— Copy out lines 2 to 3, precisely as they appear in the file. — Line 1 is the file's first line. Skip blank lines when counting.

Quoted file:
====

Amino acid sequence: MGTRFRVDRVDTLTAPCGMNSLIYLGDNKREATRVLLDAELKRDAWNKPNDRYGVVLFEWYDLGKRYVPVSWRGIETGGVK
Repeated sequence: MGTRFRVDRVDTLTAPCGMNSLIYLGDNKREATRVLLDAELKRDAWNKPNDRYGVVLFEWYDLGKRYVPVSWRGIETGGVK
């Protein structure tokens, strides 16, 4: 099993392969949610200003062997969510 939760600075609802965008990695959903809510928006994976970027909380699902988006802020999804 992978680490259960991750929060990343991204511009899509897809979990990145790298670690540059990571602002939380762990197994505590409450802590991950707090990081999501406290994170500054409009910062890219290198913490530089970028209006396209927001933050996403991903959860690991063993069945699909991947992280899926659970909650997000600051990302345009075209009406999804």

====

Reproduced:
Repeated sequence: MGTRFRVDRVDTLTAPCGMNSLIYLGDNKREATRVLLDAELKRDAWNKPNDRYGVVLFEWYDLGKRYVPVSWRGIETGGVK
């Protein structure tokens, strides 16, 4: 099993392969949610200003062997969510 939760600075609802965008990695959903809510928006994976970027909380699902988006802020999804 992978680490259960991750929060990343991204511009899509897809979990990145790298670690540059990571602002939380762990197994505590409450802590991950707090990081999501406290994170500054409009910062890219290198913490530089970028209006396209927001933050996403991903959860690991063993069945699909991947992280899926659970909650997000600051990302345009075209009406999804």